By Michael Rossman, SJ
Throw a group of mostly strangers together for a week in a van and something seems to happen. When this is done in the context of service and faithful reflection, it is often an opportunity for tremendous personal and spiritual growth.
As an undergraduate student, I participated in many service trips. While the work that we did was often valuable, there is only so much a group can do in a week, and it is crucial to recognize one cannot save the world over spring break. Still, when this work was accompanied by personal and theological reflection on what this all meant, how it connected with our faith, and how this needs to translate into a lifetime — not just a week — of action, breakthroughs occurred for me and others involved.
Now, as a Jesuit and a graduate student, I recently had the opportunity to lead a group of six undergraduate students to Camden, N.J., on an urban immersion and service trip. Camden is the poorest city in the country and one of the most violent. A brutal, gang-related murder was a prominent item in the news when we arrived. At the same time, we also were able to meet many inspiring people of Camden who are deeply committed to the betterment of their community.
While I continue to receive a tremendous formal education, many of my most formative personal and even intellectual experiences have taken place outside of the classroom. One of my favorite college classes was on the economics of poverty, but actually talking and sharing life with refugees and with men who are homeless has done far more for my understanding. This theme of needing to experience and not just theoretically learn has also been a theme in Catholic social teaching.
So, what actually happens during such experiences? What happens when we put aside the theory, as valuable as it is, and are immersed in environments very different than our own?
One student in my group shared that prior to this week, she had been skeptical of “social justice types” and many of their causes, as she had felt that many of them forgot about God. This student is passionately committed to the pro-life movement, and she powerfully shared with the rest of us how her week of being with the poor and reflecting on such experiences had led her to internalize how things like poverty were related to abortion. Just as her faith leads her to fight for the life of the unborn, her faith now inspires her to work for the betterment of other voiceless people in our society.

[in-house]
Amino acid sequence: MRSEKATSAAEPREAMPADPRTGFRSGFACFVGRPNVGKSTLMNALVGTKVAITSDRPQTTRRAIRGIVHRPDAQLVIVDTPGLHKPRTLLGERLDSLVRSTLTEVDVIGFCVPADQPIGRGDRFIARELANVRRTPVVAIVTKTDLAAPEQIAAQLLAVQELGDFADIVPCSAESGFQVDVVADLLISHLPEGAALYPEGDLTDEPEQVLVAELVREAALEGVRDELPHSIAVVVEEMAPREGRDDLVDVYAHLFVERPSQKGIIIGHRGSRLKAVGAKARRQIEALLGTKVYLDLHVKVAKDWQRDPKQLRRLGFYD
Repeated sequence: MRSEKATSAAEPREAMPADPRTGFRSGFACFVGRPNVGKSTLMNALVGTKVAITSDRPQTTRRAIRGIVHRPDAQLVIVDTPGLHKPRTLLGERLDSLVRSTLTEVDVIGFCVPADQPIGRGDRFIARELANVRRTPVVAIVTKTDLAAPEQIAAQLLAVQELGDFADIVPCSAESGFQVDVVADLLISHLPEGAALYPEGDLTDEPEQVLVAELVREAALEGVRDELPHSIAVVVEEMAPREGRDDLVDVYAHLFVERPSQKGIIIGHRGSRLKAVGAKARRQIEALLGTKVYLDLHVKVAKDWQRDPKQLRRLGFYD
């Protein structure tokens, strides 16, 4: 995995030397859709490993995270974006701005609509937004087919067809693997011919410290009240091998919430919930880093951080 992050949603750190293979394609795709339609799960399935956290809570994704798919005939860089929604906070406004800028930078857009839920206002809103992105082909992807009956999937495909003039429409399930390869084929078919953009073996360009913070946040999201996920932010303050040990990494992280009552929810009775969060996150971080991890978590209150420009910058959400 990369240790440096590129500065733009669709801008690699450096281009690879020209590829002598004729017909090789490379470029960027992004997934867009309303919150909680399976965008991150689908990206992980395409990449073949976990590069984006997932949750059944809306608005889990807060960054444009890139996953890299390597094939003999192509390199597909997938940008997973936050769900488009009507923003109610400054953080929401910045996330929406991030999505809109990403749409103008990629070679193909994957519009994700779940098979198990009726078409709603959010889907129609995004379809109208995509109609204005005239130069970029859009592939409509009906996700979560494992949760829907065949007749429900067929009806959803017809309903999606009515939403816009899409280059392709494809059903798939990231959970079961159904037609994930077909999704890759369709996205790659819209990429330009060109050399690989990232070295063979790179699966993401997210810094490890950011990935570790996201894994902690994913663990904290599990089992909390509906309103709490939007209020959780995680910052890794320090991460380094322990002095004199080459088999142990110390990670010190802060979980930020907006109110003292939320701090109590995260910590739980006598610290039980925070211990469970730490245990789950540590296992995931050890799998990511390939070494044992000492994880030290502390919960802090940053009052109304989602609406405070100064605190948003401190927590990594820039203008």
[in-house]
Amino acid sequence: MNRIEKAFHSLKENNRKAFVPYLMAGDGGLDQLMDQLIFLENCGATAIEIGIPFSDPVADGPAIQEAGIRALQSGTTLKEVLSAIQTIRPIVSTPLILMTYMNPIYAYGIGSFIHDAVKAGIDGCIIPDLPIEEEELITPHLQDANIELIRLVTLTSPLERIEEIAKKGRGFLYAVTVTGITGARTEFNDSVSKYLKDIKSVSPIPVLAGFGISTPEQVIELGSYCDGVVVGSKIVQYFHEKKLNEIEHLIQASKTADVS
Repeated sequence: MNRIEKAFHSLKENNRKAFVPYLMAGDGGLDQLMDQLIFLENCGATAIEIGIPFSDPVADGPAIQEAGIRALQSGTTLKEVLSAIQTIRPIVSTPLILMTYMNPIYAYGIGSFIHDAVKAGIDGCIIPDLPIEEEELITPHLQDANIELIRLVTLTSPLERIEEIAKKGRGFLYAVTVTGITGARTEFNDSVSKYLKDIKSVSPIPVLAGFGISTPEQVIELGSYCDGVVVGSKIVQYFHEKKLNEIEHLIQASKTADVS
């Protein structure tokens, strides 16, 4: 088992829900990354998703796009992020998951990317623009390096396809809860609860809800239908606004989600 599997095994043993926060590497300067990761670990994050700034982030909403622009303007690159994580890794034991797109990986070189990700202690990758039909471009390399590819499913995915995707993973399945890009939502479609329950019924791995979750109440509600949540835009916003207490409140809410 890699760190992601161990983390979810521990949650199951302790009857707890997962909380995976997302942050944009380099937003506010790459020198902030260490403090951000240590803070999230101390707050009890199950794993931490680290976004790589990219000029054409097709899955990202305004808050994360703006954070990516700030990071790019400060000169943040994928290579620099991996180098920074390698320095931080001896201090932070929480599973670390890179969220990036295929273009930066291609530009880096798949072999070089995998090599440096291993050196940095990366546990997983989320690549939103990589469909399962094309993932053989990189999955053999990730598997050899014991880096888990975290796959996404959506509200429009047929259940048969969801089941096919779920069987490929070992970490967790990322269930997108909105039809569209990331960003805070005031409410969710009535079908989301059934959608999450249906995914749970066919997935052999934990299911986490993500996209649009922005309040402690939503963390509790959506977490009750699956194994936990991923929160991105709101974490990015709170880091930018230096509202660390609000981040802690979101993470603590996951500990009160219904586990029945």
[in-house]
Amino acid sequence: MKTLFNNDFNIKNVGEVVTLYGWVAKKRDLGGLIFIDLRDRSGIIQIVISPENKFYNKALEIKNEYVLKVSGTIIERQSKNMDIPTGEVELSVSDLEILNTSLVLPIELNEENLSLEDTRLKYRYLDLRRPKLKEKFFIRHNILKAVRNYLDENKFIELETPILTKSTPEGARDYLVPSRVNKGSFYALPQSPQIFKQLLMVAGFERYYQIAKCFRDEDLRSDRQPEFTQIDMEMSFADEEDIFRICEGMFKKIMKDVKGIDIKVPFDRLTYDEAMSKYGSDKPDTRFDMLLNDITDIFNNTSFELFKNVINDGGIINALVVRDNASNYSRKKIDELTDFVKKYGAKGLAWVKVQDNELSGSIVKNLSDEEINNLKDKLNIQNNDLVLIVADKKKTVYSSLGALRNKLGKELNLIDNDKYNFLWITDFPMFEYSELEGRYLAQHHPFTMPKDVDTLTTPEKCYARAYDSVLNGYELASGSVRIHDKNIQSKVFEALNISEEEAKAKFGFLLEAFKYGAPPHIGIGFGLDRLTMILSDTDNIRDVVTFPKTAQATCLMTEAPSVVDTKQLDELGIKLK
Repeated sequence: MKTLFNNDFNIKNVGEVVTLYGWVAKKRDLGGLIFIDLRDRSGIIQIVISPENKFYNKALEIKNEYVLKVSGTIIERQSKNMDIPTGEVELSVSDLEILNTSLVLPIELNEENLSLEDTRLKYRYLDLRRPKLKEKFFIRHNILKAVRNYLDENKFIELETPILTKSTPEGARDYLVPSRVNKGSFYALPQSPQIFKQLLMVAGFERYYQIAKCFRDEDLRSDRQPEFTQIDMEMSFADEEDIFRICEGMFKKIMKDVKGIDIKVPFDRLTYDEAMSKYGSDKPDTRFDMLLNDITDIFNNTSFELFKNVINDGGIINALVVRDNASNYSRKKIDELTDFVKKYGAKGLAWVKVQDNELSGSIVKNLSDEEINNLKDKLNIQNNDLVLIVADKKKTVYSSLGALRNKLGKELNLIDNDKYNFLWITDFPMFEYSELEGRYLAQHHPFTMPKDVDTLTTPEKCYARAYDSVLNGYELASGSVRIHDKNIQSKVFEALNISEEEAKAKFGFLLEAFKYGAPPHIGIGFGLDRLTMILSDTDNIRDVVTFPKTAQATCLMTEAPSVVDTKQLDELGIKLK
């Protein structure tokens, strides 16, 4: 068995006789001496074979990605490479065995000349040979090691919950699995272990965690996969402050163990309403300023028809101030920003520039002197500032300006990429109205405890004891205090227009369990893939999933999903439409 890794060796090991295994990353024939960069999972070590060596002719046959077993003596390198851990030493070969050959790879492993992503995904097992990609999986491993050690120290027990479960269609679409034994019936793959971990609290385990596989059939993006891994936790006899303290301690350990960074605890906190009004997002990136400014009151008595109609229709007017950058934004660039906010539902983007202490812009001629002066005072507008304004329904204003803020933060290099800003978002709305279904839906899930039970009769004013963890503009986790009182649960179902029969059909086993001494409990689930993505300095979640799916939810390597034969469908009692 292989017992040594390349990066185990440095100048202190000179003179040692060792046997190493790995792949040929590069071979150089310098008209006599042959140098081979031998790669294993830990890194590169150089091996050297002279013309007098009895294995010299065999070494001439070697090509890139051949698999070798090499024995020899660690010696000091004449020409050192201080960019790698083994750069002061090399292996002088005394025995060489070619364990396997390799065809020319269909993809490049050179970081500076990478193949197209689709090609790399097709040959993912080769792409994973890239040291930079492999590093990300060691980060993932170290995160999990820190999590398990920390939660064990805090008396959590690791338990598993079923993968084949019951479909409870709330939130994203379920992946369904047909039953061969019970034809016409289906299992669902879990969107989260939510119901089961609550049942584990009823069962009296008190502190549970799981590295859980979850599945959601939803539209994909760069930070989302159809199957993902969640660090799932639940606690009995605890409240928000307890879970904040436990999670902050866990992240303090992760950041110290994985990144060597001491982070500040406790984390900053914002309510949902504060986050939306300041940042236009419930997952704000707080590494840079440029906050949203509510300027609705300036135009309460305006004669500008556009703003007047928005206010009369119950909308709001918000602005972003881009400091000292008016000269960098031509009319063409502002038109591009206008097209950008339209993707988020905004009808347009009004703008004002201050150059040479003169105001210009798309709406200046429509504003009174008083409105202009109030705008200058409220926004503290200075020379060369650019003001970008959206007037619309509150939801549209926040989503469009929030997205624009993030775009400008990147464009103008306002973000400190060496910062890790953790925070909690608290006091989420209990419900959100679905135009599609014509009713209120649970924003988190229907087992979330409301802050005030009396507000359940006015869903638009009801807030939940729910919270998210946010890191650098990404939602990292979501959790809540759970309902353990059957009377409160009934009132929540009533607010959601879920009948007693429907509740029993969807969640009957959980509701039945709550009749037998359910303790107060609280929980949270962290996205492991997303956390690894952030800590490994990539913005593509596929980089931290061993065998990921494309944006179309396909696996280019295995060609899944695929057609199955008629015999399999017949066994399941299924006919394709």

Another student shared that even though she had attended Catholic schools for most of her life, she had gotten away from her faith in college. During this week, however, she “found” something again in her faith and felt that she wanted to come back more strongly to the church.
This student and others I have met indicate to me how service trips and other similar experiences, particularly when accompanied by theological reflection, can be a way to reach young people who are either unfamiliar with or distanced from the church. I see many in my generation who are passionate about selflessly promoting the common good of society, but who may not initially be attracted to an institutional church. Yet, when they see that this very same institution has acted with and written prophetically about the poor, they may be more receptive. Moreover, many of the materially poor are also very spiritually rich, and when those of us trying to serve are open to forming relationships with the poor and allowing them to serve and evangelize us, they have a way of pointing us to God and to the church.
Camden, N.J., is not exactly the most popular spring break destination; the group of students I accompanied who gave up their spring break to be immersed in an uncomfortable environment is not necessarily representative of all young people. Still, the experiences of these students illustrate the potential impact reflective service experiences can have on the personal and spiritual formation of young people today.
(Michael Rossmann is a graduate of Regina Catholic Education Center in Iowa City. In August, he professed vows in the Society of Jesus, more commonly known as the Jesuits. He can be contacted at firstname.lastname@example.org.)